Using a combination of medium settings with FSR 2 at Quality and SSAO turned on, we can have a great-looking world with a solid framerate at 30 FPS. With this, we can also have a TDP limit of 8 to keep the battery drain down to a minimum and get around 3 hours of gameplay.

Quality Build

By turning everything on, pushing the framerate to 40 FPS, and turning off any TDP limit, we can push the visuals to the maximum possible with a mostly solid framerate. I did end up keeping FSR on due to how draining the game is without any upscaling. It would require a lot of decreases in quality settings, and since FSR 2 on Quality looks so good, I didn't see any reason to turn it off.

Framerate Build

While 40 FPS feels great on the Deck, the framerate can be pushed further. There are some areas that are just too intense and would require lowering resolution to hit, so while keeping FSR 2 at Balanced and lowering some settings, we can hit 45 FPS pretty often for a slightly smoother experience. The game still looks great, but the slight drops from the more intensive areas feel a bit worse.

Accessibility

As for accessibility, Like a Dragon Gaiden has different audio bars to change, email ringtone settings in-game, an auto-mute option when the game window isn't in focus, toggles always sprinting in battle and vibration, turning on and off minimap display, and inverting the camera. There are also controller sensitivity sliders and different color vision options for Deuteranopia, Protanopia, and Tritanopia.

The game does support 16:10 resolutions, though menus and cutscenes will have black bars and take up 1280x720, but the actual gameplay will expand to the rest of the Deck's screen. We also have gamepad and cloud save support.

Conclusion

Like a Dragon Gaiden may be a smaller-scale game in the series, but it's clear the team didn't spare any expense in creating an incredible entry. The quantity may be a bit less, especially with the story, but the quality shines as one of the best narratives in the Like a Dragon/Yakuza games. While there are some minor issues here and there, the new Agent style and gameplay elements work exceptionally well and make this one of my favorites. It runs exquisitely on the Steam Deck as well, so if you are hoping to take this game with you wherever you go, it can be done comfortably.

Our review is based on the PC version of this game.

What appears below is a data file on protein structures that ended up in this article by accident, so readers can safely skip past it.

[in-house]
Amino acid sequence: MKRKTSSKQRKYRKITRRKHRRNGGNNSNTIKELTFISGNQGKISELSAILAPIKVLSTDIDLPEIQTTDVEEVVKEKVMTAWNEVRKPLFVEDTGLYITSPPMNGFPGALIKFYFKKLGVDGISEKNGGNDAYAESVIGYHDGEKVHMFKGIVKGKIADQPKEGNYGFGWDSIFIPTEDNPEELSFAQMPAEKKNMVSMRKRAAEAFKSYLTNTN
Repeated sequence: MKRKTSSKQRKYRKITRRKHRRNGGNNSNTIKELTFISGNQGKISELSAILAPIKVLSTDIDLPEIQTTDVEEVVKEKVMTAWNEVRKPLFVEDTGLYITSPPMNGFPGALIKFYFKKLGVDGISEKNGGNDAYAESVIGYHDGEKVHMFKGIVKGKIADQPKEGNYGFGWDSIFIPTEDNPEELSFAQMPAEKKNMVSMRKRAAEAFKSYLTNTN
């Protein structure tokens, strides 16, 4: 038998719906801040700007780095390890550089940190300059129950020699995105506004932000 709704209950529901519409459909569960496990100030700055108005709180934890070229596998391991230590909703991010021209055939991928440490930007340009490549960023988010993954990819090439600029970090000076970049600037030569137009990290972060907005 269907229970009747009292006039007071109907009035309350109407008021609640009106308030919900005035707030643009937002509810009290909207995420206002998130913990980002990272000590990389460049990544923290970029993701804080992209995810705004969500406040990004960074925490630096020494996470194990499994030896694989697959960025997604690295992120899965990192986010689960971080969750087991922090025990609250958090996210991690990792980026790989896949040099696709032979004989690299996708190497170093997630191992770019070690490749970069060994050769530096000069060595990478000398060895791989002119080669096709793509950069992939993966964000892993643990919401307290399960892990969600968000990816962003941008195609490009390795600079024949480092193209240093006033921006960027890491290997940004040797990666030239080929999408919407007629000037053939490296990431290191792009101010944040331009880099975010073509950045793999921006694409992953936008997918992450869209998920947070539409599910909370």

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SDHQ's Build Score Breakdown

Like a Dragon Gaiden: The Man Who Erased His Name retains the quality of the series, even with a shorter story, and runs fantastically on the Steam Deck.

Performance: 
VISUALS: 
Stability: 
Controls: 
Battery: 
Noah Kupetsky
A lover of gaming since 4, Noah has grown up with a love and passion for the industry. From there, he started to travel a lot and develop a joy for handheld and PC gaming. When the Steam Deck released, it just all clicked.
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Current Price: 
$49.99
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Other Builds
Quality Build
SteamOS

Limit

40

Refresh Rate

40

HRS

NO

TDP Limit

No

Scaling Filter

Linear

GPU Clock

Disabled

Proton Version

No Forced Compatibility

Game Settings

Texture Filtering: 16x

Shadow Quality: Medium

Geometry Quality: High

Realtime Reflections: On

Motion Blur: Off

SSAO: On

Depth of Field: On

Reflection Quality: Medium

AMD FSR 2: Quality

AMD FSR 2 Sharpness: 0.5

Projected Battery Usage and Temperature

17W - 23W

75c - 83c

1.5 - 2 hours

Framerate Build
SteamOS

Limit

45

Refresh Rate

45

HRS

NO

TDP Limit

No

Scaling Filter

Linear

GPU Clock

Disabled

Proton Version

No Forced Compatibility

Game Settings

Texture Filtering: 16x

Shadow Quality: Low

Geometry Quality: Medium

Realtime Reflections: Off

Motion Blur: Off

SSAO: Off

Depth of Field: On

Reflection Quality: Medium

AMD FSR 2: Balanced

AMD FSR 2 Sharpness: 0.5

Projected Battery Usage and Temperature

16W - 22W

73c - 81c

1.5 - 2 hours

related Settings